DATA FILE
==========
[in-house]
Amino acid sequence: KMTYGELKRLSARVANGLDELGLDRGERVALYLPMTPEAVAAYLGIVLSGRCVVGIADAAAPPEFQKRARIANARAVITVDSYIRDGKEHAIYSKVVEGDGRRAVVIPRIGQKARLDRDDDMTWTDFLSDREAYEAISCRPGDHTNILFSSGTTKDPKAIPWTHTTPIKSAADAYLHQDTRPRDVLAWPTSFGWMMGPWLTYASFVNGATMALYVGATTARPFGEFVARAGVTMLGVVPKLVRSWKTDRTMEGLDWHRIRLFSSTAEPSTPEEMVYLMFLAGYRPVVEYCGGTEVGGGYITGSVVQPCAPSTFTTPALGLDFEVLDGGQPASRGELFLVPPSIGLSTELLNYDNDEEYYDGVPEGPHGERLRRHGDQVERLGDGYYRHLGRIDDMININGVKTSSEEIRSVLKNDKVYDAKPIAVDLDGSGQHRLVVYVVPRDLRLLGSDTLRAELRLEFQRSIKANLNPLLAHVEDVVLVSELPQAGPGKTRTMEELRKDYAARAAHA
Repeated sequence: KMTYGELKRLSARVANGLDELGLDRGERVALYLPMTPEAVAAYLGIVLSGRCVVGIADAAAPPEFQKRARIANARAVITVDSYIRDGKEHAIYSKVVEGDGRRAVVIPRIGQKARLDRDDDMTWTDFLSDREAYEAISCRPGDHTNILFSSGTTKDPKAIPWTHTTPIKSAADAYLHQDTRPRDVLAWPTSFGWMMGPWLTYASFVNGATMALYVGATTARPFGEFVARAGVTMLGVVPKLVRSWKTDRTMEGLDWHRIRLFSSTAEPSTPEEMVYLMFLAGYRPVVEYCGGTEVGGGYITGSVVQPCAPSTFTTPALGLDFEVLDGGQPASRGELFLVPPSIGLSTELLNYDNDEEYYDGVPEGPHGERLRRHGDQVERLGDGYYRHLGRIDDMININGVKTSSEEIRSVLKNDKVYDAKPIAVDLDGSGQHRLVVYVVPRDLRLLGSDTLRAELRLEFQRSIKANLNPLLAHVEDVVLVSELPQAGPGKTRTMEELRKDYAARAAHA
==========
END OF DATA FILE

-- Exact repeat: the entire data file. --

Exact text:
[in-house]
Amino acid sequence: KMTYGELKRLSARVANGLDELGLDRGERVALYLPMTPEAVAAYLGIVLSGRCVVGIADAAAPPEFQKRARIANARAVITVDSYIRDGKEHAIYSKVVEGDGRRAVVIPRIGQKARLDRDDDMTWTDFLSDREAYEAISCRPGDHTNILFSSGTTKDPKAIPWTHTTPIKSAADAYLHQDTRPRDVLAWPTSFGWMMGPWLTYASFVNGATMALYVGATTARPFGEFVARAGVTMLGVVPKLVRSWKTDRTMEGLDWHRIRLFSSTAEPSTPEEMVYLMFLAGYRPVVEYCGGTEVGGGYITGSVVQPCAPSTFTTPALGLDFEVLDGGQPASRGELFLVPPSIGLSTELLNYDNDEEYYDGVPEGPHGERLRRHGDQVERLGDGYYRHLGRIDDMININGVKTSSEEIRSVLKNDKVYDAKPIAVDLDGSGQHRLVVYVVPRDLRLLGSDTLRAELRLEFQRSIKANLNPLLAHVEDVVLVSELPQAGPGKTRTMEELRKDYAARAAHA
Repeated sequence: KMTYGELKRLSARVANGLDELGLDRGERVALYLPMTPEAVAAYLGIVLSGRCVVGIADAAAPPEFQKRARIANARAVITVDSYIRDGKEHAIYSKVVEGDGRRAVVIPRIGQKARLDRDDDMTWTDFLSDREAYEAISCRPGDHTNILFSSGTTKDPKAIPWTHTTPIKSAADAYLHQDTRPRDVLAWPTSFGWMMGPWLTYASFVNGATMALYVGATTARPFGEFVARAGVTMLGVVPKLVRSWKTDRTMEGLDWHRIRLFSSTAEPSTPEEMVYLMFLAGYRPVVEYCGGTEVGGGYITGSVVQPCAPSTFTTPALGLDFEVLDGGQPASRGELFLVPPSIGLSTELLNYDNDEEYYDGVPEGPHGERLRRHGDQVERLGDGYYRHLGRIDDMININGVKTSSEEIRSVLKNDKVYDAKPIAVDLDGSGQHRLVVYVVPRDLRLLGSDTLRAELRLEFQRSIKANLNPLLAHVEDVVLVSELPQAGPGKTRTMEELRKDYAARAAHA